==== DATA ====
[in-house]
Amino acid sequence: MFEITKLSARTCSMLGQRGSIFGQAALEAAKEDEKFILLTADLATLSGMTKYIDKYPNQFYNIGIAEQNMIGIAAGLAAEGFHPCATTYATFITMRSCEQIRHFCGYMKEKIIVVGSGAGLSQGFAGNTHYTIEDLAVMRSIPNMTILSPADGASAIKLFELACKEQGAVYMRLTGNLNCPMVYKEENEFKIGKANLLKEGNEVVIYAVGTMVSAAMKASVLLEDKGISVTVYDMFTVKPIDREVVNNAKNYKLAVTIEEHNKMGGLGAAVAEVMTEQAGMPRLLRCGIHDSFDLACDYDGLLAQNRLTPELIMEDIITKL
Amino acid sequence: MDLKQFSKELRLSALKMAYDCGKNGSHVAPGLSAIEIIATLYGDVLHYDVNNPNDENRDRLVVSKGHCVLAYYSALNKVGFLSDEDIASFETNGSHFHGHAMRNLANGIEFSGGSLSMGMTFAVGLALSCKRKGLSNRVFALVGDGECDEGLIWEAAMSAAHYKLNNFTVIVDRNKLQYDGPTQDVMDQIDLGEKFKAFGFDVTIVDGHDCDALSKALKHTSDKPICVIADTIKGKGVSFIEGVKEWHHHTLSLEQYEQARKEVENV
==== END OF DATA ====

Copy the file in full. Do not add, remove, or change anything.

[in-house]
Amino acid sequence: MFEITKLSARTCSMLGQRGSIFGQAALEAAKEDEKFILLTADLATLSGMTKYIDKYPNQFYNIGIAEQNMIGIAAGLAAEGFHPCATTYATFITMRSCEQIRHFCGYMKEKIIVVGSGAGLSQGFAGNTHYTIEDLAVMRSIPNMTILSPADGASAIKLFELACKEQGAVYMRLTGNLNCPMVYKEENEFKIGKANLLKEGNEVVIYAVGTMVSAAMKASVLLEDKGISVTVYDMFTVKPIDREVVNNAKNYKLAVTIEEHNKMGGLGAAVAEVMTEQAGMPRLLRCGIHDSFDLACDYDGLLAQNRLTPELIMEDIITKL
Amino acid sequence: MDLKQFSKELRLSALKMAYDCGKNGSHVAPGLSAIEIIATLYGDVLHYDVNNPNDENRDRLVVSKGHCVLAYYSALNKVGFLSDEDIASFETNGSHFHGHAMRNLANGIEFSGGSLSMGMTFAVGLALSCKRKGLSNRVFALVGDGECDEGLIWEAAMSAAHYKLNNFTVIVDRNKLQYDGPTQDVMDQIDLGEKFKAFGFDVTIVDGHDCDALSKALKHTSDKPICVIADTIKGKGVSFIEGVKEWHHHTLSLEQYEQARKEVENV